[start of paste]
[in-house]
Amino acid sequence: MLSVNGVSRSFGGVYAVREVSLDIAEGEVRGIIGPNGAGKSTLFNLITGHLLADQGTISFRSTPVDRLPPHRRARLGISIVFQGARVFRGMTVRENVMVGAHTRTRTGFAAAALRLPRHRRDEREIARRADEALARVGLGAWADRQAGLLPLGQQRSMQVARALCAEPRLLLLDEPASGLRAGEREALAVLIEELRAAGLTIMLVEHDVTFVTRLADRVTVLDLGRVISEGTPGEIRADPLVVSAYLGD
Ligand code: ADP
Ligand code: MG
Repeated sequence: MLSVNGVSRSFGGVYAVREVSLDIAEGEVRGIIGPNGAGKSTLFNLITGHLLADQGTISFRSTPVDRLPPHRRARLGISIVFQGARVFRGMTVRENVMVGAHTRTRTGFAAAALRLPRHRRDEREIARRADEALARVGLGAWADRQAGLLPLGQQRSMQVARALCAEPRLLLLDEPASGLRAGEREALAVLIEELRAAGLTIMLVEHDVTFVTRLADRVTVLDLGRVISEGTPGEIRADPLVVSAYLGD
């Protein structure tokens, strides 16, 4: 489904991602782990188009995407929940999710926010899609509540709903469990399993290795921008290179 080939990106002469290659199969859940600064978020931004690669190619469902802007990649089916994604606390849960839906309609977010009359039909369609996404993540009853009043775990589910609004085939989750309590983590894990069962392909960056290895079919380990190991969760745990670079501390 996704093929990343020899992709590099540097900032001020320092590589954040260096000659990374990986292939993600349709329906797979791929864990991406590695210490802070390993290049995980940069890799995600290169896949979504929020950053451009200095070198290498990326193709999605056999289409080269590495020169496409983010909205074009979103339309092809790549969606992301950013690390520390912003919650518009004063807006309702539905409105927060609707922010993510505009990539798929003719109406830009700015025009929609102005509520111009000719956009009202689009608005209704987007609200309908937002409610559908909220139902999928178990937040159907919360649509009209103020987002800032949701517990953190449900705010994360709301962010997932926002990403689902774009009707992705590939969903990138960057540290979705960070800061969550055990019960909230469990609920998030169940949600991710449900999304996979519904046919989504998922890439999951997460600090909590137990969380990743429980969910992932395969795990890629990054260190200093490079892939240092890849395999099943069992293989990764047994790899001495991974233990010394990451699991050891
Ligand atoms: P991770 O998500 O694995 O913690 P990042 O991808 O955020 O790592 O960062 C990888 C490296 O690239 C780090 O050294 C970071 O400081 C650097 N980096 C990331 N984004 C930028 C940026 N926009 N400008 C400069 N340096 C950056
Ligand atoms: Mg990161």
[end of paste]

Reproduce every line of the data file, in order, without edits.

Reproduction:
[in-house]
Amino acid sequence: MLSVNGVSRSFGGVYAVREVSLDIAEGEVRGIIGPNGAGKSTLFNLITGHLLADQGTISFRSTPVDRLPPHRRARLGISIVFQGARVFRGMTVRENVMVGAHTRTRTGFAAAALRLPRHRRDEREIARRADEALARVGLGAWADRQAGLLPLGQQRSMQVARALCAEPRLLLLDEPASGLRAGEREALAVLIEELRAAGLTIMLVEHDVTFVTRLADRVTVLDLGRVISEGTPGEIRADPLVVSAYLGD
Ligand code: ADP
Ligand code: MG
Repeated sequence: MLSVNGVSRSFGGVYAVREVSLDIAEGEVRGIIGPNGAGKSTLFNLITGHLLADQGTISFRSTPVDRLPPHRRARLGISIVFQGARVFRGMTVRENVMVGAHTRTRTGFAAAALRLPRHRRDEREIARRADEALARVGLGAWADRQAGLLPLGQQRSMQVARALCAEPRLLLLDEPASGLRAGEREALAVLIEELRAAGLTIMLVEHDVTFVTRLADRVTVLDLGRVISEGTPGEIRADPLVVSAYLGD
């Protein structure tokens, strides 16, 4: 489904991602782990188009995407929940999710926010899609509540709903469990399993290795921008290179 080939990106002469290659199969859940600064978020931004690669190619469902802007990649089916994604606390849960839906309609977010009359039909369609996404993540009853009043775990589910609004085939989750309590983590894990069962392909960056290895079919380990190991969760745990670079501390 996704093929990343020899992709590099540097900032001020320092590589954040260096000659990374990986292939993600349709329906797979791929864990991406590695210490802070390993290049995980940069890799995600290169896949979504929020950053451009200095070198290498990326193709999605056999289409080269590495020169496409983010909205074009979103339309092809790549969606992301950013690390520390912003919650518009004063807006309702539905409105927060609707922010993510505009990539798929003719109406830009700015025009929609102005509520111009000719956009009202689009608005209704987007609200309908937002409610559908909220139902999928178990937040159907919360649509009209103020987002800032949701517990953190449900705010994360709301962010997932926002990403689902774009009707992705590939969903990138960057540290979705960070800061969550055990019960909230469990609920998030169940949600991710449900999304996979519904046919989504998922890439999951997460600090909590137990969380990743429980969910992932395969795990890629990054260190200093490079892939240092890849395999099943069992293989990764047994790899001495991974233990010394990451699991050891
Ligand atoms: P991770 O998500 O694995 O913690 P990042 O991808 O955020 O790592 O960062 C990888 C490296 O690239 C780090 O050294 C970071 O400081 C650097 N980096 C990331 N984004 C930028 C940026 N926009 N400008 C400069 N340096 C950056
Ligand atoms: Mg990161």